Brook Waimārama Sanctuary
Whakatū Nelson is home to many native species, some of which are classified as endangered or threatened.
Predator Free New Zealand Trust currently estimates that 74% of New Zealand’s native birds and 84% of our native reptile species are threatened or at risk of extinction, and more than 25 million native birds are killed each year by non-native predators, such as possums, hedgehogs, mustelids (ferrets, stoats, weasels) and rats.
Nelson City Council has a range of programmes that work to restore threatened habitat and control pests around our region, and is proud to extend this vital work as a strategic supporter of The Brook Waimārama Sanctuary.
The Brook Waimārama Sanctuary is a 700 ha pest-free haven located on the outskirts of Whakatū Nelson. The Sanctuary is the largest of its kind in the South Island and the second largest in the country; it is the only sanctuary to feature mature New Zealand beech forest.
The idea of The Brook Waimārama Sanctuary was launched in 2004, with construction of a visitor centre being completed in 2007, a 14.4km predator-proof fence installed in 2016, and a pest eradication operation undertaken in 2017. Nelson City Council has supported the Sanctuary along the way with funding of $1,036,000 towards the fence construction, annual operational funding of $160,000, and by leasing Council-owned land to The Brook Waimārama Sanctuary Trust for the Sanctuary.
The Brook Waimārama Sanctuary has synergies with Nelson City Council’s Nelson Nature biodiversity programme and provides opportunities for collaboration, for example on the Halo project surrounding the Sanctuary.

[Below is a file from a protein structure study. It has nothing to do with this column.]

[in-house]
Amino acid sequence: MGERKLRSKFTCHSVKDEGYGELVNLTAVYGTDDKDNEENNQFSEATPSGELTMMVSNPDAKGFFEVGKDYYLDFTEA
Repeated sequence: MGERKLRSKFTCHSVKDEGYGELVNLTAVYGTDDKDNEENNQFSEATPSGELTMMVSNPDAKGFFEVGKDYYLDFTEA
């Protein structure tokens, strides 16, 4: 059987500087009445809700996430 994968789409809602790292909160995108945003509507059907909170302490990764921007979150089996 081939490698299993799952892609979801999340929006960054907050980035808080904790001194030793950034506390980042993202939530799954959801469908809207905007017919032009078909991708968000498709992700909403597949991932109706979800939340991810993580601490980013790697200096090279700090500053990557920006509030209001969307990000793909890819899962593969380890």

The Nelson Halo project is a joint effort involving Council’s Nelson Nature programme, Department of Conservation, community groups and private landowners to coordinate predator control and habitat restoration in an area called the ‘Nelson Halo’ that includes most of the areas within the Nelson Whakatū region that are outside of The Brook Waimārama Sanctuary, stretching from Wakapuaka in the north, east to the Richmond Range and south to the Tasman district border.
The goal for the Halo is to provide an area of predator control and habitat enhancement outside the predator-free Brook Waimārama Sanctuary by creating a safe haven for wildlife in the areas between the Sanctuary, the City, and the hinterland. As numbers of birds and other species increase within the Sanctuary, they will ‘spill over’ into the surrounding area, and a Halo provides areas to forage and breed safely.
In addition to funding provided by Council, Nelson City Council works with the Sanctuary through Jobs for Nature to support staff employed through Department of Conservation-funded Project Mahitahi, as well as providing in-kind resourcing.